Looking beyond some of its unhelpful mystical obfuscations, the central thesis of “the Politics of Experience” is that psychosis offers glimpses of possibilities of perception and behaviour overlooked within consensual rationality that can sometimes make as much or even more sense. There are endless debates to be had about this, but I’d like to point out that the straight world we inhabit is a bit boring, and events such as the best of the Mad Pride shows have dramatized, if only for a few hours at a time, what we can achieve and, crucially, how good we can feel when we leave it behind. Further to this, it’s clear that so-called “sane” society hasn’t made a very good job of organising things and this has led to atrocious situations such as the dominance of the capitalist model. Laing himself very frequently alluded to this problem. He rarely used the word “capitalism” but broke it down into some of its constituent elements, in particular the atomic bomb and the ubiquity of wars, and this made him ask: Who are we, then, to judge the “mad”?
Laing’s transcendental conceits could at times be very funny. By 1984, Laing was by all accounts burnt out by overwork and alcohol dependency. His most important work was long behind him, and he had spent much of his recent time living in squats with heroin-addicted rock musicians. In the September of that year, he was arrested for throwing a bottle of wine through the window of the Bhagwan Rajneesh centre in Belsize Park dedicated to a Himalayan guru, almost as if he was symbolically rebelling against the mystical traces of some of his past work. However, when the cops turned up, found him outside the centre cursing “the orange wankers” and took him to the station to be charged with cannabis possession and being drunk and disorderly, Laing told them when questioned that he’d thrown the offending bottle “for spiritual reasons.”
The final chapter of Sedgwick’s “Psychopolitics” calls, quite reasonably, for opposition to further cuts and privatisation of services which will decrease the resources available to help those labelled “mentally ill.” He calls for strategic alliances to be made to resist these threats stating, again correctly that we should not wait until after the revolution to ensure situations are in place to alleviate the suffering of those who, for whatever reason, are the most vulnerable to the terrible suffering that “madness” can cause: situations that will for now be provisional, or transitional. Sadly, Sedgwick all but excludes patients themselves from these hypothetical alliances, stating that instead they will be formed from carers and families of the “mentally ill” alongside professionals – including psychiatrists at the behest of the pharmaceutical industry that embodies capitalism at its most pernicious. When “Psychopolitics” was issued in 1982, what is now known as the “survivor movement” was in its relative infancy. However, Sedgwick could surely have written more than the mere two pages he devotes to survivor self-organisation initiatives in the 1970s. As a Marxist, it’s very surprising he chose to go into such little detail about the few whose existence he acknowledged in passing. The German Socialist Patients’ Collective, for example, took as its starting point the premise that “illness” was the appropriate and correct translation into modernity of “alienation” as conceived by Marx, and that “mental illness” in particular was both an embodiment of capitalism and an essential precondition of its supersession. In London, meanwhile, Eric Irwin’s influential Mental Patients Union was advancing an explicitly anti-capitalist critique of psychiatry. They were refusing the role of passive victims. It’s hard to measure Sedgwick’s awareness that without Laing’s influence, this activity would probably not have been taking place.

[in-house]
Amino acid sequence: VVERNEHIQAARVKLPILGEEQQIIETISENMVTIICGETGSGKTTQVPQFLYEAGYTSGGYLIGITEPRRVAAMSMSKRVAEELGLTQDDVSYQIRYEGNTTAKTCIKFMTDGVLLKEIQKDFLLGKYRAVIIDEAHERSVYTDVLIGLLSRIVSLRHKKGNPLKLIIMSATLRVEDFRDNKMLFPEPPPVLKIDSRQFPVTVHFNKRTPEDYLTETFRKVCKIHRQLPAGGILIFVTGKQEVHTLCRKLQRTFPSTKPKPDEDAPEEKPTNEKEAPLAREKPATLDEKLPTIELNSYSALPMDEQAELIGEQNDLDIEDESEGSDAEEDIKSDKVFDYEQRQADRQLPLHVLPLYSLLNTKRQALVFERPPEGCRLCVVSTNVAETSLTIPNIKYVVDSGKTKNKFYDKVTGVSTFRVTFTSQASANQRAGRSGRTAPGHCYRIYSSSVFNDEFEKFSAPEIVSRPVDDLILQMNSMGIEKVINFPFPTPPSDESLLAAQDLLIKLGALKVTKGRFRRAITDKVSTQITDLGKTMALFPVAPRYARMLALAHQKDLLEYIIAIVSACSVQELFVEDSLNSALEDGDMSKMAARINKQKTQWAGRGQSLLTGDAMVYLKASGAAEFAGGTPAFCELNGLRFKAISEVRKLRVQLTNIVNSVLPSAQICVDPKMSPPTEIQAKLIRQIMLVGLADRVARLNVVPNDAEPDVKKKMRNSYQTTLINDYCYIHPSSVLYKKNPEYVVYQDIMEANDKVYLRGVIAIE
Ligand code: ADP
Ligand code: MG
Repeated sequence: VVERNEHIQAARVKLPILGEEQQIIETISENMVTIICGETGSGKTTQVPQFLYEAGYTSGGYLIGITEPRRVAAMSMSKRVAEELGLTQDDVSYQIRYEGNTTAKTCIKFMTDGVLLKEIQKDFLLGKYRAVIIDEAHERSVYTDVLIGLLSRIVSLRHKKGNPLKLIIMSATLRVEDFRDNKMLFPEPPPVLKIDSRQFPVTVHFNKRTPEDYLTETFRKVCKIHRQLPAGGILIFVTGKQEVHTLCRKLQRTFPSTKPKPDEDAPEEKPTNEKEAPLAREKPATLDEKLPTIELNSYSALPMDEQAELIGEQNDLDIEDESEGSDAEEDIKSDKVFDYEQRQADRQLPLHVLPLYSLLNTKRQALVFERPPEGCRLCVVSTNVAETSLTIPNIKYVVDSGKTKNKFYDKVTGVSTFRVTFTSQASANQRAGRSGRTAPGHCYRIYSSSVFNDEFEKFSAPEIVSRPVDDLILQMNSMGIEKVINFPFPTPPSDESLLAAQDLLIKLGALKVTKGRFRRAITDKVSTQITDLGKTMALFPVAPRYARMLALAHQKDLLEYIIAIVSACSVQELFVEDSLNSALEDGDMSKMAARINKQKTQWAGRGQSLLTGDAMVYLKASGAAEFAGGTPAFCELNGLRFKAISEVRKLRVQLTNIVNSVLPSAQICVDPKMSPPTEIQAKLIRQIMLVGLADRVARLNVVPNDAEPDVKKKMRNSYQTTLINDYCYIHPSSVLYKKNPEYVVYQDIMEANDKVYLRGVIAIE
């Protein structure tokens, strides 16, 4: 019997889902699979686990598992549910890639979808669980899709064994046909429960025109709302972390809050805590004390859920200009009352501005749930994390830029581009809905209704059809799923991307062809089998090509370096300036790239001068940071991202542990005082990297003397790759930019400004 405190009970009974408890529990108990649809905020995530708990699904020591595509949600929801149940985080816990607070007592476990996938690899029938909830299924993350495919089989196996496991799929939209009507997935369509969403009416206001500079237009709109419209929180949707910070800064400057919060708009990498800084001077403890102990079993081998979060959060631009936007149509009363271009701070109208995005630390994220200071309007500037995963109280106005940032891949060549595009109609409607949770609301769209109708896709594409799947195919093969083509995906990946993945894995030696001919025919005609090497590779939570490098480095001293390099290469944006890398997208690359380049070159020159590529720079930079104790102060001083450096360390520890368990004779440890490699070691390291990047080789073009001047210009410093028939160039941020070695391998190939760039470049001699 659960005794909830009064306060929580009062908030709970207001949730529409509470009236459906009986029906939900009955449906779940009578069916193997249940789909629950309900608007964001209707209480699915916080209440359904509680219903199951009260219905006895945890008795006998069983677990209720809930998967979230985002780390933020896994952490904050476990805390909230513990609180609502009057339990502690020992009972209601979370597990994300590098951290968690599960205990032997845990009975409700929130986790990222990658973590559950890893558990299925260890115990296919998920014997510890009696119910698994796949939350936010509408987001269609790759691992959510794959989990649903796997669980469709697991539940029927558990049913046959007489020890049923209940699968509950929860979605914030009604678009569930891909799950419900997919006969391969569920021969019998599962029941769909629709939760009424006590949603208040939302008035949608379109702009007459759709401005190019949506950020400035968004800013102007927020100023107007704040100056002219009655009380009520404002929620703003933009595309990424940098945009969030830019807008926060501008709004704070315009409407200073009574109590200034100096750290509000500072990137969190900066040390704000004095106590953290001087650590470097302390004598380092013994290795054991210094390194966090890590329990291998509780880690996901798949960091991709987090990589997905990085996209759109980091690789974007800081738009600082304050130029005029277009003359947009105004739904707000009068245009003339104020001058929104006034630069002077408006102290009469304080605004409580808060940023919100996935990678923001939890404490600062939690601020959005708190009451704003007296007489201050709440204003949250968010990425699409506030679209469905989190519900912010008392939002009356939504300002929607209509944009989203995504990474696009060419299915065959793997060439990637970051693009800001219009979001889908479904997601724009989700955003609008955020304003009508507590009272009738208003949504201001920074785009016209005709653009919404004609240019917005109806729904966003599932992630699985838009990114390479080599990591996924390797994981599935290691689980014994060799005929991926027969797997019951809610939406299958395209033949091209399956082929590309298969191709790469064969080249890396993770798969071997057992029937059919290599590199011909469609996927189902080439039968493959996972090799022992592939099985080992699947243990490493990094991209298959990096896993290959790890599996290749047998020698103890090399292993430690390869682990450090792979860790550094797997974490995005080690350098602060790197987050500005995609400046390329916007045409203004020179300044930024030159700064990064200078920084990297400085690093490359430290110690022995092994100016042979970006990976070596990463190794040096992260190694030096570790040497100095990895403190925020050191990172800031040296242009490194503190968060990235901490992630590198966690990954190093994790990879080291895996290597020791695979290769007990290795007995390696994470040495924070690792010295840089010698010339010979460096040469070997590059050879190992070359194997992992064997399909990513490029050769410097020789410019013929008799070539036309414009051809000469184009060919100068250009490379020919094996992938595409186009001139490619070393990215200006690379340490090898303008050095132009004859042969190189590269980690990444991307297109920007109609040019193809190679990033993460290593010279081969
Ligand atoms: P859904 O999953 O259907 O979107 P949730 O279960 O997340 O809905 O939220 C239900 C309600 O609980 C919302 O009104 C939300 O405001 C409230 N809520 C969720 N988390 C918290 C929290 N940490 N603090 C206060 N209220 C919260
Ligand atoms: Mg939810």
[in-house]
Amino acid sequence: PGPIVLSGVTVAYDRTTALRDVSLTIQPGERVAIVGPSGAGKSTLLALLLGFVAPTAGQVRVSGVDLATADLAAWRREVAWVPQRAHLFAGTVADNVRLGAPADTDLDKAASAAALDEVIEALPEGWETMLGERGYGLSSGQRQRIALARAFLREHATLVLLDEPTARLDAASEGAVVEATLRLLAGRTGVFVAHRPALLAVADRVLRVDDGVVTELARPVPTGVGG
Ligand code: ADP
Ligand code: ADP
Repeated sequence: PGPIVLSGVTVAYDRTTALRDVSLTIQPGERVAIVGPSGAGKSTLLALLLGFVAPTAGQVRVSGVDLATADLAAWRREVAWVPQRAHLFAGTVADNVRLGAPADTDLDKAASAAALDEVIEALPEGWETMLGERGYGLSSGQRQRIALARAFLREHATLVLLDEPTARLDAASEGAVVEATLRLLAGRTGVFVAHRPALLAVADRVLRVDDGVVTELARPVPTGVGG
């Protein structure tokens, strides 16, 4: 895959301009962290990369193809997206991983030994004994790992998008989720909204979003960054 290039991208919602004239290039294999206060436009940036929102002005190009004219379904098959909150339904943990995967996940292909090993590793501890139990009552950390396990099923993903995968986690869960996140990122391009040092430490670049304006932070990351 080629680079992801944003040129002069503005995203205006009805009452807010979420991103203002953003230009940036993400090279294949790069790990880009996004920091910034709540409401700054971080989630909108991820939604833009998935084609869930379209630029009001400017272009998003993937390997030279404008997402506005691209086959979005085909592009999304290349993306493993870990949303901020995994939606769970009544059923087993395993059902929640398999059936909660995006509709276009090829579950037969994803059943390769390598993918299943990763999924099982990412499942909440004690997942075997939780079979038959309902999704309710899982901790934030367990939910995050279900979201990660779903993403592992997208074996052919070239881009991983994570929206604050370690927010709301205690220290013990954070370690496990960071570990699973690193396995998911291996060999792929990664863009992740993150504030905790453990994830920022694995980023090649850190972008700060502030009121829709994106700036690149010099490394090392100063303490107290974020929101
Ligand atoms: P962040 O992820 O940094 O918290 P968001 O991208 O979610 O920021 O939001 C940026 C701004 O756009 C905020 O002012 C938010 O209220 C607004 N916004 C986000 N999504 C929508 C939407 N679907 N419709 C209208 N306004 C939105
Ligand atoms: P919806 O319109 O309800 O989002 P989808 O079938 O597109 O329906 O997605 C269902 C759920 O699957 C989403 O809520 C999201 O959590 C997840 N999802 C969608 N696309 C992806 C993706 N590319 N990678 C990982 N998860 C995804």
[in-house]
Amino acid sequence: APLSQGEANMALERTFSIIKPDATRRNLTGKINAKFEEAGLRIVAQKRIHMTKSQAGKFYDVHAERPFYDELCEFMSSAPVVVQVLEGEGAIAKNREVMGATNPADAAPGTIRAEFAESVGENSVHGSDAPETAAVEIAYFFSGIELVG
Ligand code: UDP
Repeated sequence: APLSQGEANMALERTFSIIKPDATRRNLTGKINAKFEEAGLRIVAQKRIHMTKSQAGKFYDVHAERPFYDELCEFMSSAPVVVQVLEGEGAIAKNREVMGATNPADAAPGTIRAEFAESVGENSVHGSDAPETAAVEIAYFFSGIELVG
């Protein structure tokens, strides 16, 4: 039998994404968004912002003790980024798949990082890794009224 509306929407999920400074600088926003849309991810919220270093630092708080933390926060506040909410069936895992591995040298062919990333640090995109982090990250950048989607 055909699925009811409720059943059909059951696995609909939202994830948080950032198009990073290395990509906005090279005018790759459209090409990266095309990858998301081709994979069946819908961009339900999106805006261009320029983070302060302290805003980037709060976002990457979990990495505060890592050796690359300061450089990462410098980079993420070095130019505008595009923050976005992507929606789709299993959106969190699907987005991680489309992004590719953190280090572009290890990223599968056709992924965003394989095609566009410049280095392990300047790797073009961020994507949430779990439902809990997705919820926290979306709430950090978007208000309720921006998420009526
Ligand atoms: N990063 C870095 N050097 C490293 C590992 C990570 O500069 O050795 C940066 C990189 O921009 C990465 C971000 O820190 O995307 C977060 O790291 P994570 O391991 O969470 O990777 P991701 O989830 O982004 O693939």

Even in 1982, the potential conflict of interests between carers, families, professionals and “sufferers” themselves must have been clear. The left’s traditional model, however, was that revolutionary activity would stem from antagonisms between those directly engaged in capital relations – workers against bosses – making what might have been considered an “underclass” less relevant to the aims of self-appointed vanguards. Times have changed; strategies are being rethought; opportunities may be emerging for people forced to use mental health services to assume and be allowed a more leading role in the activities necessary to overthrow capitalism as it now presents itself.
One final reservation I’d like to express about Sedgwick is his apparent, concluding assumption that medical, rather than social services will continue to take the leading role in combating mental distress – a conclusion that doesn’t necessarily follow from all of the arguments contained in his book. Sedgwick’s final word on the subject, just before his premature death, was his letter to the Bulletin of The Royal College of Psychiatrists in 1983. In it, in between attacks on RD Laing, he expresses his opposition to that year’s Mental Health Act replacing the previous Act from 1959, in particular its strengthening of the powers of Mental Health Review Tribunals to over-rule individual psychiatrists’ powers to detain individual patients in hospital indefinitely against their will, and he affirms his unconditional support for the profession, which he suggests is a bulwark against steadily encroaching threats from both populist and bureaucratic elements of the right-wing.
For good reason, well-informed activists from the “mental health survivor movement” will be critical of academics’ attempts to form an oppositional platform to current developments in mental health services policy and provision with reference to Peter Sedgwick alone. This is not to say that the entirety of his work should be overlooked. It is ironic that his greatest enmity seemed reserved not for the right, but for one of his very rare few fellow thinkers deliberately and talentedly engaged with the practical problem of improving the lives of those labelled “mentally ill.” There is no overlap between the useful parts of Sedgwick and Laing’s respective works. It needs now to be the task of more capable brains than mine to establish how these works could interact dialectically to formulate an oppositional platform that truly puts the interests and voices of “the mad” at the heart of demands for their better care.
Robert Dellar, 11/1/15